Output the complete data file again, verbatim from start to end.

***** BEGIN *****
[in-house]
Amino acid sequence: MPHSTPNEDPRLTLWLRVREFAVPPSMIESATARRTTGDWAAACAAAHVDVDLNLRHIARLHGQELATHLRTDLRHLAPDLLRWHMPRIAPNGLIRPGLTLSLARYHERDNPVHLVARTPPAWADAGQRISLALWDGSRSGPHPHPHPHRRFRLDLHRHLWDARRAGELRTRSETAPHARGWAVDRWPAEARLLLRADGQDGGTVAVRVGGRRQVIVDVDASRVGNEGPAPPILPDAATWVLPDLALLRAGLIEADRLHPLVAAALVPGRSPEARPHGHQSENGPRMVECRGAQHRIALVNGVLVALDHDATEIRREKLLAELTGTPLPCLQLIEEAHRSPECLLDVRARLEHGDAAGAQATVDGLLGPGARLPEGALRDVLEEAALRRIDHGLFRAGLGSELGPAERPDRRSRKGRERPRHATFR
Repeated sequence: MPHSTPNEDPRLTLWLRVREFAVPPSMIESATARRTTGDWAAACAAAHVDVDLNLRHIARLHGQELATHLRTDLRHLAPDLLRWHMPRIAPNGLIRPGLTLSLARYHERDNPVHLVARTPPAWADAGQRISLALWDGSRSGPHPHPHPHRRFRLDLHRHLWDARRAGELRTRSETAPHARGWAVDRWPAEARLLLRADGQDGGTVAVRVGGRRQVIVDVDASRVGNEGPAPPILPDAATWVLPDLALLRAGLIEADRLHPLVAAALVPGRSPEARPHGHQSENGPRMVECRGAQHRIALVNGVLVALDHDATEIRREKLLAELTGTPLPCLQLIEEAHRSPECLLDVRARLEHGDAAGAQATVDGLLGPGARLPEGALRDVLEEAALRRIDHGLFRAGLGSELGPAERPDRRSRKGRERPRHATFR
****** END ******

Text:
[in-house]
Amino acid sequence: MPHSTPNEDPRLTLWLRVREFAVPPSMIESATARRTTGDWAAACAAAHVDVDLNLRHIARLHGQELATHLRTDLRHLAPDLLRWHMPRIAPNGLIRPGLTLSLARYHERDNPVHLVARTPPAWADAGQRISLALWDGSRSGPHPHPHPHRRFRLDLHRHLWDARRAGELRTRSETAPHARGWAVDRWPAEARLLLRADGQDGGTVAVRVGGRRQVIVDVDASRVGNEGPAPPILPDAATWVLPDLALLRAGLIEADRLHPLVAAALVPGRSPEARPHGHQSENGPRMVECRGAQHRIALVNGVLVALDHDATEIRREKLLAELTGTPLPCLQLIEEAHRSPECLLDVRARLEHGDAAGAQATVDGLLGPGARLPEGALRDVLEEAALRRIDHGLFRAGLGSELGPAERPDRRSRKGRERPRHATFR
Repeated sequence: MPHSTPNEDPRLTLWLRVREFAVPPSMIESATARRTTGDWAAACAAAHVDVDLNLRHIARLHGQELATHLRTDLRHLAPDLLRWHMPRIAPNGLIRPGLTLSLARYHERDNPVHLVARTPPAWADAGQRISLALWDGSRSGPHPHPHPHRRFRLDLHRHLWDARRAGELRTRSETAPHARGWAVDRWPAEARLLLRADGQDGGTVAVRVGGRRQVIVDVDASRVGNEGPAPPILPDAATWVLPDLALLRAGLIEADRLHPLVAAALVPGRSPEARPHGHQSENGPRMVECRGAQHRIALVNGVLVALDHDATEIRREKLLAELTGTPLPCLQLIEEAHRSPECLLDVRARLEHGDAAGAQATVDGLLGPGARLPEGALRDVLEEAALRRIDHGLFRAGLGSELGPAERPDRRSRKGRERPRHATFR